Corrie tried to smile and struggled to stretch out her hand. Then, as she took the guards hand the most incredible thing happened. From Corrie’s shoulder, down her arm, and through her hand, a current seemed to pass from Corrie to the guard. And into Corrie’s heart sprang a love for this guard that could only be from Christ. The forgiveness she felt that night was the forgiveness of Christ, the grace of God. Corrie says, When God tells us to love our enemies, and we do so, God gives us that love itself.
God calls us to be a people of reconciliation. Who we are matters. It’s not about simply “being nice.” It’s about the ability to love even under the most challenging of circumstances…loving through the most difficult of challenges by loving as God loves.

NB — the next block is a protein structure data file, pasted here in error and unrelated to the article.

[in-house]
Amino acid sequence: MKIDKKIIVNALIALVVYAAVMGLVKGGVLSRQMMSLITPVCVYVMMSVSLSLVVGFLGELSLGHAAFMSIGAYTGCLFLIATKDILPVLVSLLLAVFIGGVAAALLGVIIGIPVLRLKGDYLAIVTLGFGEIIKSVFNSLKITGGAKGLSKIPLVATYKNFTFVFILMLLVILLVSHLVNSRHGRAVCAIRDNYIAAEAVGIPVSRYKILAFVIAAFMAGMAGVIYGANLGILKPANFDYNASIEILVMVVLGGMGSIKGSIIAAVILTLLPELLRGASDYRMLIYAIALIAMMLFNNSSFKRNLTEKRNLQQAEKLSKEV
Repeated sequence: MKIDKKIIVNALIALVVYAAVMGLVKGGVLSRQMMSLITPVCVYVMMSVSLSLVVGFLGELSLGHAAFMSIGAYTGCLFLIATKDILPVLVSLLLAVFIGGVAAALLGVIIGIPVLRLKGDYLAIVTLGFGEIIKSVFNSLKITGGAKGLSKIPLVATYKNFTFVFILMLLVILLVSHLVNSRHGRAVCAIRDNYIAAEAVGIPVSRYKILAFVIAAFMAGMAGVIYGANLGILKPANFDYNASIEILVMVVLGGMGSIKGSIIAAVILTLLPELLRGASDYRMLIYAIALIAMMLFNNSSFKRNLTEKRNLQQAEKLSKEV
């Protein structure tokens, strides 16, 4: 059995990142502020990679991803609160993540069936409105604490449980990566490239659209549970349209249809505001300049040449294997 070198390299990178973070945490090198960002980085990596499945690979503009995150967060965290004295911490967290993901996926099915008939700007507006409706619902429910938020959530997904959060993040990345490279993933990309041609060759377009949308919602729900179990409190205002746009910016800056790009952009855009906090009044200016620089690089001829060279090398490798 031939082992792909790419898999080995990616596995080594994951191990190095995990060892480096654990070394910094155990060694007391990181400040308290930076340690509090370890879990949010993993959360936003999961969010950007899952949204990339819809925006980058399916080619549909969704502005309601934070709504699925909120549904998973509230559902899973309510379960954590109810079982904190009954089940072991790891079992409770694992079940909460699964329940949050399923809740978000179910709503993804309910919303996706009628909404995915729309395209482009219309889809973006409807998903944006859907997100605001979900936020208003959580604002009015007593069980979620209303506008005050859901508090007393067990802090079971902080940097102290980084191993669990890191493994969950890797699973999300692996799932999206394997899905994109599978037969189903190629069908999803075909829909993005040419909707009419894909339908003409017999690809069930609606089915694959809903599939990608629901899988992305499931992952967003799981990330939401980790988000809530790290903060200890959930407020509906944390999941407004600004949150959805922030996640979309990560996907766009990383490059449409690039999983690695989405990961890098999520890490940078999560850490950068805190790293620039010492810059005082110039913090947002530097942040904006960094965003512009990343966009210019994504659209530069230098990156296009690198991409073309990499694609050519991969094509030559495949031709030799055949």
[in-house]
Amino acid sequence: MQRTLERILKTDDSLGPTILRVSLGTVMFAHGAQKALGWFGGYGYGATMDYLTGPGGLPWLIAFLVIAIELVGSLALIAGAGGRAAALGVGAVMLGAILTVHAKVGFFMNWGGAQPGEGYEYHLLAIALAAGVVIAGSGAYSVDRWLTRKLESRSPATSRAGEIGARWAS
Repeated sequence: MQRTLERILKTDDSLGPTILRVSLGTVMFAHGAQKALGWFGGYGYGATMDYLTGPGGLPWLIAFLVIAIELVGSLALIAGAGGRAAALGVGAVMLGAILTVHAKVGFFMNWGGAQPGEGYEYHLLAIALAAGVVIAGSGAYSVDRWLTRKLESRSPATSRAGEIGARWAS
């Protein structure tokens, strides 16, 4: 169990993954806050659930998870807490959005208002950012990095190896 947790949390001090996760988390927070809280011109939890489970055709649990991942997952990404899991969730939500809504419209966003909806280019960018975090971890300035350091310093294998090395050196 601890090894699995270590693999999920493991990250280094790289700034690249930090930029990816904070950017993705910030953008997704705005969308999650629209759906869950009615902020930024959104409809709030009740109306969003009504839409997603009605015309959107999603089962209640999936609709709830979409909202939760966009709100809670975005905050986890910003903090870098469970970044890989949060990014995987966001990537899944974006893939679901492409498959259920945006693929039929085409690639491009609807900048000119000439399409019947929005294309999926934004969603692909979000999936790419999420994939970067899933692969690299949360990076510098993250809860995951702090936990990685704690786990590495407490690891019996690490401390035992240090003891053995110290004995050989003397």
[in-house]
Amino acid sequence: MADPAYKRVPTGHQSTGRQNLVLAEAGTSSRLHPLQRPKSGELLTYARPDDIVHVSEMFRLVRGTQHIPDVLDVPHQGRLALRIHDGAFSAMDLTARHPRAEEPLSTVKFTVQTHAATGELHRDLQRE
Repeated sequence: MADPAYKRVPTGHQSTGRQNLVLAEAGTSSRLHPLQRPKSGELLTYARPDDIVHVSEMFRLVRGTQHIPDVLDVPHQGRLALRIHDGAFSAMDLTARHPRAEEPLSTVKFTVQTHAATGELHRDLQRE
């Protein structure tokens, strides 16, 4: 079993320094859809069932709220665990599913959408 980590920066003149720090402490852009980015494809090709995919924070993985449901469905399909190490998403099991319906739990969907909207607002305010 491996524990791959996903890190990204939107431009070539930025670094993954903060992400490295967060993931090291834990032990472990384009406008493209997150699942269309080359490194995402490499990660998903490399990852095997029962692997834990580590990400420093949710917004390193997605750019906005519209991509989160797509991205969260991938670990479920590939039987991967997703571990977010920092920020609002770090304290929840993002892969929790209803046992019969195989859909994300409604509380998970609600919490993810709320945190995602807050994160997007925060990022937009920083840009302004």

Women often have real first hand experience of this, loving under the most challenging of experiences. For centuries women have been encouraged, by society and even the church itself, to stay in abusive marriages. Women have been subjected to second class citizens, forced by circumstances to push down and deny our intelligence, gifts, and skills, because they didn’t fit the paradigm of women’s work and role in society. Often women have taken on the role of mediator in family disputes; for better or for worse women have been in the position of healers and nurturers for a multitude of ills.
There is nothing wrong with women taking on this role, except when taking on that role comes at the cost of the woman herself. It isn’t really love when it comes at the cost of the woman living through pain and suffering and abuse and losing herself in the process. Paul’s Letter to the Romans reminds us that we are called to love our neighbor – but first we have to learn how to love God by letting God love us, and then to love ourselves.